Poem of the Week: Earthsong

Dawn Huntley Spitz
Cape Cod Branch


A Sonnet

We love you, our Mother Earth, who gave us birth

We bless the land so fair you gladly share

We thank you for all you give that we may live

Your majesty we praise through all our days.

And yet we in our greed take much more than we need,

Plundering without remorse our very source,

Destroying by degrees our wildlife and our trees

We waste without concern, we slash and burn.

O creatures of the earth, you respect its worth,

This precious home on which you live and roam

Before mankind arrived, you flourished and you thrived.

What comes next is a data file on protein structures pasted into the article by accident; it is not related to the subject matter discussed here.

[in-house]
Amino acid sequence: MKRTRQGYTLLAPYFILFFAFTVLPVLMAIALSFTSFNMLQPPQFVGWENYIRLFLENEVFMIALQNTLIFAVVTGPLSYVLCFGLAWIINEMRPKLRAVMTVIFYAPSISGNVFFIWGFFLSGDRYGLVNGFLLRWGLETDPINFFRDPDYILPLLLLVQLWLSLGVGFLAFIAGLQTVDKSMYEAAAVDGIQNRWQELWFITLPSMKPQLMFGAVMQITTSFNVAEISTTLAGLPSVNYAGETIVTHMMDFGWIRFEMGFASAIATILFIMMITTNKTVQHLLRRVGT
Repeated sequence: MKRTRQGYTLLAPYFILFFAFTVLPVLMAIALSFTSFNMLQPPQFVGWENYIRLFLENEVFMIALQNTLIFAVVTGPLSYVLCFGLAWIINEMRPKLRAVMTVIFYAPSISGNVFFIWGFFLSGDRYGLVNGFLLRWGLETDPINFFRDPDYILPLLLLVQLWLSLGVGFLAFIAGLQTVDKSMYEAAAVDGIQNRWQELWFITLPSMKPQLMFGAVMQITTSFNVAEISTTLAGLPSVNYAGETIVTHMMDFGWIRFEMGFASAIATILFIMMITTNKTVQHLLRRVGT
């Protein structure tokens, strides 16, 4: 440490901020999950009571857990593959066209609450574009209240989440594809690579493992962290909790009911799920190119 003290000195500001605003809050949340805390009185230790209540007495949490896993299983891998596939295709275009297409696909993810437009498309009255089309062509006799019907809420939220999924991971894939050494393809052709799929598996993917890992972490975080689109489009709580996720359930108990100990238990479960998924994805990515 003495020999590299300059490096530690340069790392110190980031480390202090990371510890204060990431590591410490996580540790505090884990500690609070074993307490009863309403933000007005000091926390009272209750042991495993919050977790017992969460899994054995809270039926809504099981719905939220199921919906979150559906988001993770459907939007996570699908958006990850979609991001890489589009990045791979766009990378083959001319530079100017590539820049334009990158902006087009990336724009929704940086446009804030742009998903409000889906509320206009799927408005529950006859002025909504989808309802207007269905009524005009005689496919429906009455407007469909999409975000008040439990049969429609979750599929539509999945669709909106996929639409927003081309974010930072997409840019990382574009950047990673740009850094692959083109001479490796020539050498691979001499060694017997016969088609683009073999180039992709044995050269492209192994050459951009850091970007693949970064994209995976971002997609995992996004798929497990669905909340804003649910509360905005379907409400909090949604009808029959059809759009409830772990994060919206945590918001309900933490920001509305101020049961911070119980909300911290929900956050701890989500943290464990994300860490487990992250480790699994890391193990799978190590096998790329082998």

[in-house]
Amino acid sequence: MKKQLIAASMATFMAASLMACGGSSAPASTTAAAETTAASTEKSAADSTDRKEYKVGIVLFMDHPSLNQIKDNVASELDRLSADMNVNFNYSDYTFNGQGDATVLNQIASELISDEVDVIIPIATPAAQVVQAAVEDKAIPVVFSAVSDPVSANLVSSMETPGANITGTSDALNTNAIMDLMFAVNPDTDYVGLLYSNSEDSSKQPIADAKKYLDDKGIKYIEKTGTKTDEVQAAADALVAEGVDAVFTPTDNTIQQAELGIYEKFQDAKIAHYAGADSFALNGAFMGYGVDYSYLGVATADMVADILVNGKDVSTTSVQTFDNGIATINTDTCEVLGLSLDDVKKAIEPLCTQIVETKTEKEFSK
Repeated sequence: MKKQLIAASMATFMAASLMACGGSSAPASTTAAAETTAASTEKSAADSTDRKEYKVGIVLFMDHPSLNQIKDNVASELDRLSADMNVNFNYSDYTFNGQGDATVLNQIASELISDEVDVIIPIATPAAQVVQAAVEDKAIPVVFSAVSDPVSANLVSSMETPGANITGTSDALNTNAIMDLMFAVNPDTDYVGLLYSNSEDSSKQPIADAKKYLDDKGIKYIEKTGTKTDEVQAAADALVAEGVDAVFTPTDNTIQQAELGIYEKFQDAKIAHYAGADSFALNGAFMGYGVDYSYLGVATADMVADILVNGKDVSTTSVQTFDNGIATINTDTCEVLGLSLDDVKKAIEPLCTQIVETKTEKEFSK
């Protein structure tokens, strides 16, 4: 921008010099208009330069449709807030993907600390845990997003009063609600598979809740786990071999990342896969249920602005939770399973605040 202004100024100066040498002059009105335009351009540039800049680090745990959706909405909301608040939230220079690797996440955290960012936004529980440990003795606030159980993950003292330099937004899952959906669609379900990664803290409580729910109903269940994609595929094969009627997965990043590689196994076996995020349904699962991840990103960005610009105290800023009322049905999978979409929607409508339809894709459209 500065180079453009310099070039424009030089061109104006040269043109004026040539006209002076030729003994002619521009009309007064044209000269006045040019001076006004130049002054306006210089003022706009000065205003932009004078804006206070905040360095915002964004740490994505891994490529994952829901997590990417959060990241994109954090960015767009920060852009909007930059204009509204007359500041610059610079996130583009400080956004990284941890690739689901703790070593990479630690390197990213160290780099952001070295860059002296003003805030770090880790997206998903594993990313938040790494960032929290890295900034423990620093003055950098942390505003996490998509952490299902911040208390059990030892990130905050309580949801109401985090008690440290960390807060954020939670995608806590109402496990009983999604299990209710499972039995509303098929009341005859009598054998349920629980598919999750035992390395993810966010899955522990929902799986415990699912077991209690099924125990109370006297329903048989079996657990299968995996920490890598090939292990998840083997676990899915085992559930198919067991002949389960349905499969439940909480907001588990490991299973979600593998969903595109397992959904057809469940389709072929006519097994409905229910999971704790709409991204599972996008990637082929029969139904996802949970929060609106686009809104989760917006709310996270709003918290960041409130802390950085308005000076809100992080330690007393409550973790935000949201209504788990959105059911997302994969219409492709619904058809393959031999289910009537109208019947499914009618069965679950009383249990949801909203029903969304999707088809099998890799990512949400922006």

But humans lack the key to harmony

And if we do not learn, before the point of no return,

To make amends… our story ends.


Art of the Week: Fancy Nancy

Jen Walls
Fort Lauderdale Branch
Fancy Nancy
Mixed Media on Aquaboard


Mixed-media artist and mark-maker, Jen Walls, is often inspired by mythology, folklore and stories of indigenous peoples. Self-taught, her art is the result of disciplined studio time, a regimen of exploratory and experimental projects and a good dose of magic. Her whimsical characters invite the viewer to explore the transformative nature of fairytales…entering the woods at night, conquering our fears and emerging on the other side as stronger, more compassionate versions of ourselves.


Jen considers storytelling to be the primary finishing medium in art. Her workshops explore personal storytelling and archetypes, along with a bit of quirky whimsy.